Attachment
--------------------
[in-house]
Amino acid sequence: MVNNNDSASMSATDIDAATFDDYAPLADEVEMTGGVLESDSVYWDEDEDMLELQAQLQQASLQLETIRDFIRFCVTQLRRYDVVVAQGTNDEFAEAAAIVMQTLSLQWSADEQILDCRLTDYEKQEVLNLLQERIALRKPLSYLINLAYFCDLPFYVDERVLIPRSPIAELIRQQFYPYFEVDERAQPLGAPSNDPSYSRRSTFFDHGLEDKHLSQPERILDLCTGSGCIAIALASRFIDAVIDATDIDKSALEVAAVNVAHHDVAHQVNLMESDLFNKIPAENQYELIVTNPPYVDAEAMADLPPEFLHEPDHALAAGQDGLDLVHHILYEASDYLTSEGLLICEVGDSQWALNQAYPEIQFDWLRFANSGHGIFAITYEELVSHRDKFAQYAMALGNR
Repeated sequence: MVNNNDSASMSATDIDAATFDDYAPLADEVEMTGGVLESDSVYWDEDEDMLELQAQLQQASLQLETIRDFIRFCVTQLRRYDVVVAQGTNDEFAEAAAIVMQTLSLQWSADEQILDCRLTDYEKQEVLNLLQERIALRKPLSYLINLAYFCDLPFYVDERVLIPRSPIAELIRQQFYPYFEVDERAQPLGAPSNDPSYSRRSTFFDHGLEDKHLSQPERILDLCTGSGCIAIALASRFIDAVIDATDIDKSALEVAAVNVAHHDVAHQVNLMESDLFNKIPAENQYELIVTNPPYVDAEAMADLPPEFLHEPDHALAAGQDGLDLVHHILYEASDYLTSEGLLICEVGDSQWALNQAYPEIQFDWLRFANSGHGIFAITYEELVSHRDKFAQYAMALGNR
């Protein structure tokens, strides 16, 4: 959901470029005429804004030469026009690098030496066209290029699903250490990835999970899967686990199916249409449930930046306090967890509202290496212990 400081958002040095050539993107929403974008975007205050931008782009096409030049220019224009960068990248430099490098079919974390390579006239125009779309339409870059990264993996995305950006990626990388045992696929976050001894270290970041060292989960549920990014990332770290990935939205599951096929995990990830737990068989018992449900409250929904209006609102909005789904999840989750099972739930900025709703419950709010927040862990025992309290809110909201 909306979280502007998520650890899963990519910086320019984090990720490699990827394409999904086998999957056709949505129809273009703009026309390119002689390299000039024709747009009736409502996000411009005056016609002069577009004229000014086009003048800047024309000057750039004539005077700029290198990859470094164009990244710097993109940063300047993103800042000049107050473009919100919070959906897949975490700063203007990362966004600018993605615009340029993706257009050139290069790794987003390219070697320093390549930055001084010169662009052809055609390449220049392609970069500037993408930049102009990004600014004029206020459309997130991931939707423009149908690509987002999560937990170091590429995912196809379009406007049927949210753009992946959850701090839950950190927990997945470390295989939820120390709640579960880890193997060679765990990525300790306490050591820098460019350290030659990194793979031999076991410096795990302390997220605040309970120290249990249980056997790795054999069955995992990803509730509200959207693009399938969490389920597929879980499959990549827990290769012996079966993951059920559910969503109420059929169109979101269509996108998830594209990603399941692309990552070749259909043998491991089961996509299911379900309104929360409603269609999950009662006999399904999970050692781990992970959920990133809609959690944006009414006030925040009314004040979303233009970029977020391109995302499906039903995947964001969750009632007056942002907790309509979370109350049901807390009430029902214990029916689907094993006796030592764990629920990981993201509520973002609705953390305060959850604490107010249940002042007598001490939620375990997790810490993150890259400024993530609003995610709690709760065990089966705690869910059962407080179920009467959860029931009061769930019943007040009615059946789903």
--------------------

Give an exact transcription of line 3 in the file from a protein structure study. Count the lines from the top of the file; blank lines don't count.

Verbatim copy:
Repeated sequence: MVNNNDSASMSATDIDAATFDDYAPLADEVEMTGGVLESDSVYWDEDEDMLELQAQLQQASLQLETIRDFIRFCVTQLRRYDVVVAQGTNDEFAEAAAIVMQTLSLQWSADEQILDCRLTDYEKQEVLNLLQERIALRKPLSYLINLAYFCDLPFYVDERVLIPRSPIAELIRQQFYPYFEVDERAQPLGAPSNDPSYSRRSTFFDHGLEDKHLSQPERILDLCTGSGCIAIALASRFIDAVIDATDIDKSALEVAAVNVAHHDVAHQVNLMESDLFNKIPAENQYELIVTNPPYVDAEAMADLPPEFLHEPDHALAAGQDGLDLVHHILYEASDYLTSEGLLICEVGDSQWALNQAYPEIQFDWLRFANSGHGIFAITYEELVSHRDKFAQYAMALGNR